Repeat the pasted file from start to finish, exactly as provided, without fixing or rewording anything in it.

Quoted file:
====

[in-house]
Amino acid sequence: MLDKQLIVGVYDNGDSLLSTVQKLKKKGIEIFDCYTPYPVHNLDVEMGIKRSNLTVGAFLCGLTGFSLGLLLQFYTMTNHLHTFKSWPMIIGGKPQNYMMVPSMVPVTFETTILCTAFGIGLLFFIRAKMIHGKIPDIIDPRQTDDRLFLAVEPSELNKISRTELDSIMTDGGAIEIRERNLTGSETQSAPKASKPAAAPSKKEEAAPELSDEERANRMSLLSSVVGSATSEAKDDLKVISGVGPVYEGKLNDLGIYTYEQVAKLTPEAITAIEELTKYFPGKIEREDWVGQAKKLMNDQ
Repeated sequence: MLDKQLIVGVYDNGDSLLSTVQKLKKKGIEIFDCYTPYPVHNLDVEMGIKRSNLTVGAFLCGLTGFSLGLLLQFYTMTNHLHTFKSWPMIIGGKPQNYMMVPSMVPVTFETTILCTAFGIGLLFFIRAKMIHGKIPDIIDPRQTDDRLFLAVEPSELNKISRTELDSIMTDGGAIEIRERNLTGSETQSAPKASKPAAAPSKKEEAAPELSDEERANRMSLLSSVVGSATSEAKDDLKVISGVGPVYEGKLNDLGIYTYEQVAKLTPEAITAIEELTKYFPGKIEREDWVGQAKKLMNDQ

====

[in-house]
Amino acid sequence: MLDKQLIVGVYDNGDSLLSTVQKLKKKGIEIFDCYTPYPVHNLDVEMGIKRSNLTVGAFLCGLTGFSLGLLLQFYTMTNHLHTFKSWPMIIGGKPQNYMMVPSMVPVTFETTILCTAFGIGLLFFIRAKMIHGKIPDIIDPRQTDDRLFLAVEPSELNKISRTELDSIMTDGGAIEIRERNLTGSETQSAPKASKPAAAPSKKEEAAPELSDEERANRMSLLSSVVGSATSEAKDDLKVISGVGPVYEGKLNDLGIYTYEQVAKLTPEAITAIEELTKYFPGKIEREDWVGQAKKLMNDQ
Repeated sequence: MLDKQLIVGVYDNGDSLLSTVQKLKKKGIEIFDCYTPYPVHNLDVEMGIKRSNLTVGAFLCGLTGFSLGLLLQFYTMTNHLHTFKSWPMIIGGKPQNYMMVPSMVPVTFETTILCTAFGIGLLFFIRAKMIHGKIPDIIDPRQTDDRLFLAVEPSELNKISRTELDSIMTDGGAIEIRERNLTGSETQSAPKASKPAAAPSKKEEAAPELSDEERANRMSLLSSVVGSATSEAKDDLKVISGVGPVYEGKLNDLGIYTYEQVAKLTPEAITAIEELTKYFPGKIEREDWVGQAKKLMNDQ